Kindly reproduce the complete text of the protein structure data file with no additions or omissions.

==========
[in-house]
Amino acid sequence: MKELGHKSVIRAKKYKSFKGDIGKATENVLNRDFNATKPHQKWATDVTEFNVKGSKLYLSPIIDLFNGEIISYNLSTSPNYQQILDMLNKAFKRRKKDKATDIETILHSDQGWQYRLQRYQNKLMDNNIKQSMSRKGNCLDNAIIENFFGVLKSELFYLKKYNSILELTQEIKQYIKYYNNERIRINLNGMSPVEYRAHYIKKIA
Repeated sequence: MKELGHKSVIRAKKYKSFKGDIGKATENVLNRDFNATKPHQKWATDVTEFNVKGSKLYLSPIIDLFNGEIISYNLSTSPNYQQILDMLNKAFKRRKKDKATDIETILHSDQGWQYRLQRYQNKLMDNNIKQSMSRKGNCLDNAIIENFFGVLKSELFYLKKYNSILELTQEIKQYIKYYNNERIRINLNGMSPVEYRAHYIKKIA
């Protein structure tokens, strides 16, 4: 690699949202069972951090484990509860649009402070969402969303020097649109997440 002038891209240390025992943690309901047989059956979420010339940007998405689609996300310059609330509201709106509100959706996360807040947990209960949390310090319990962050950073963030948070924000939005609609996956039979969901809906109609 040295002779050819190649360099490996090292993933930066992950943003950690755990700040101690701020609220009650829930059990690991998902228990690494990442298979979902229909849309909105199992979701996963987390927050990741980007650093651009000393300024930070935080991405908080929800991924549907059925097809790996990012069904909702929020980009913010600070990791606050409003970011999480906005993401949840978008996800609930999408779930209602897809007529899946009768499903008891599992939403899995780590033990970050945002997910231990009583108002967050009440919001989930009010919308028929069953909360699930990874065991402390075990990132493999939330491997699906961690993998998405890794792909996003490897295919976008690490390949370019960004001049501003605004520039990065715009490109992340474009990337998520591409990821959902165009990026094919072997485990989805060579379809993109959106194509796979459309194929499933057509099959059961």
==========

[in-house]
Amino acid sequence: MKELGHKSVIRAKKYKSFKGDIGKATENVLNRDFNATKPHQKWATDVTEFNVKGSKLYLSPIIDLFNGEIISYNLSTSPNYQQILDMLNKAFKRRKKDKATDIETILHSDQGWQYRLQRYQNKLMDNNIKQSMSRKGNCLDNAIIENFFGVLKSELFYLKKYNSILELTQEIKQYIKYYNNERIRINLNGMSPVEYRAHYIKKIA
Repeated sequence: MKELGHKSVIRAKKYKSFKGDIGKATENVLNRDFNATKPHQKWATDVTEFNVKGSKLYLSPIIDLFNGEIISYNLSTSPNYQQILDMLNKAFKRRKKDKATDIETILHSDQGWQYRLQRYQNKLMDNNIKQSMSRKGNCLDNAIIENFFGVLKSELFYLKKYNSILELTQEIKQYIKYYNNERIRINLNGMSPVEYRAHYIKKIA
């Protein structure tokens, strides 16, 4: 690699949202069972951090484990509860649009402070969402969303020097649109997440 002038891209240390025992943690309901047989059956979420010339940007998405689609996300310059609330509201709106509100959706996360807040947990209960949390310090319990962050950073963030948070924000939005609609996956039979969901809906109609 040295002779050819190649360099490996090292993933930066992950943003950690755990700040101690701020609220009650829930059990690991998902228990690494990442298979979902229909849309909105199992979701996963987390927050990741980007650093651009000393300024930070935080991405908080929800991924549907059925097809790996990012069904909702929020980009913010600070990791606050409003970011999480906005993401949840978008996800609930999408779930209602897809007529899946009768499903008891599992939403899995780590033990970050945002997910231990009583108002967050009440919001989930009010919308028929069953909360699930990874065991402390075990990132493999939330491997699906961690993998998405890794792909996003490897295919976008690490390949370019960004001049501003605004520039990065715009490109992340474009990337998520591409990821959902165009990026094919072997485990989805060579379809993109959106194509796979459309194929499933057509099959059961």